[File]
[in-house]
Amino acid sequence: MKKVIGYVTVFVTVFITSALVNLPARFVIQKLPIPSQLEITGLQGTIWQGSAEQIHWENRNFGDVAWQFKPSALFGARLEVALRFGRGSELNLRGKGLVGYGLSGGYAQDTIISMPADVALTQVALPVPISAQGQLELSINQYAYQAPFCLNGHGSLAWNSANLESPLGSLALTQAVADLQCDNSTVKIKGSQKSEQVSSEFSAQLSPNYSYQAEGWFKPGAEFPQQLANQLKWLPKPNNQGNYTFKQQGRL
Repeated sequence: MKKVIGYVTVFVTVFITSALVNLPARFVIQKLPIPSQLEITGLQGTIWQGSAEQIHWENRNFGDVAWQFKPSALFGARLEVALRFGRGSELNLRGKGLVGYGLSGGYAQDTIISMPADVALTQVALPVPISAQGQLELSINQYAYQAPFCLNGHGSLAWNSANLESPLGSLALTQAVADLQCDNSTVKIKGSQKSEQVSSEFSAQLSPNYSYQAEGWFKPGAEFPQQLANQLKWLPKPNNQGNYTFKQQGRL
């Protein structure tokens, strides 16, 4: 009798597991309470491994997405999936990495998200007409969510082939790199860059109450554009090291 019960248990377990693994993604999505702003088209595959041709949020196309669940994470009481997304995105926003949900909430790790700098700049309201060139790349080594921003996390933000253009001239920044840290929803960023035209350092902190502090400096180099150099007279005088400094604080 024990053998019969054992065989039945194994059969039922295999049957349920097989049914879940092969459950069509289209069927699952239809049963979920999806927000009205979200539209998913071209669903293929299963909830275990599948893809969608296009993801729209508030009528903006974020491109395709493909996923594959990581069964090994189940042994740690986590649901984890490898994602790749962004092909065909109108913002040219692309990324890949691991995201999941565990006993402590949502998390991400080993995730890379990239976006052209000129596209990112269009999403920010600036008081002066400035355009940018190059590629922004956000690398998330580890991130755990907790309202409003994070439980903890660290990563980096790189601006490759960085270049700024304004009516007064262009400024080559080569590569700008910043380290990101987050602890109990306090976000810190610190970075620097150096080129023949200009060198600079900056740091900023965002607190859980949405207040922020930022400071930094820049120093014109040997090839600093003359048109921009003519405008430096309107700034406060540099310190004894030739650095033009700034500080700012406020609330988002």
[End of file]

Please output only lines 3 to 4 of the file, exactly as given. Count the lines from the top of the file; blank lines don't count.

Repeated sequence: MKKVIGYVTVFVTVFITSALVNLPARFVIQKLPIPSQLEITGLQGTIWQGSAEQIHWENRNFGDVAWQFKPSALFGARLEVALRFGRGSELNLRGKGLVGYGLSGGYAQDTIISMPADVALTQVALPVPISAQGQLELSINQYAYQAPFCLNGHGSLAWNSANLESPLGSLALTQAVADLQCDNSTVKIKGSQKSEQVSSEFSAQLSPNYSYQAEGWFKPGAEFPQQLANQLKWLPKPNNQGNYTFKQQGRL
């Protein structure tokens, strides 16, 4: 009798597991309470491994997405999936990495998200007409969510082939790199860059109450554009090291 019960248990377990693994993604999505702003088209595959041709949020196309669940994470009481997304995105926003949900909430790790700098700049309201060139790349080594921003996390933000253009001239920044840290929803960023035209350092902190502090400096180099150099007279005088400094604080 024990053998019969054992065989039945194994059969039922295999049957349920097989049914879940092969459950069509289209069927699952239809049963979920999806927000009205979200539209998913071209669903293929299963909830275990599948893809969608296009993801729209508030009528903006974020491109395709493909996923594959990581069964090994189940042994740690986590649901984890490898994602790749962004092909065909109108913002040219692309990324890949691991995201999941565990006993402590949502998390991400080993995730890379990239976006052209000129596209990112269009999403920010600036008081002066400035355009940018190059590629922004956000690398998330580890991130755990907790309202409003994070439980903890660290990563980096790189601006490759960085270049700024304004009516007064262009400024080559080569590569700008910043380290990101987050602890109990306090976000810190610190970075620097150096080129023949200009060198600079900056740091900023965002607190859980949405207040922020930022400071930094820049120093014109040997090839600093003359048109921009003519405008430096309107700034406060540099310190004894030739650095033009700034500080700012406020609330988002």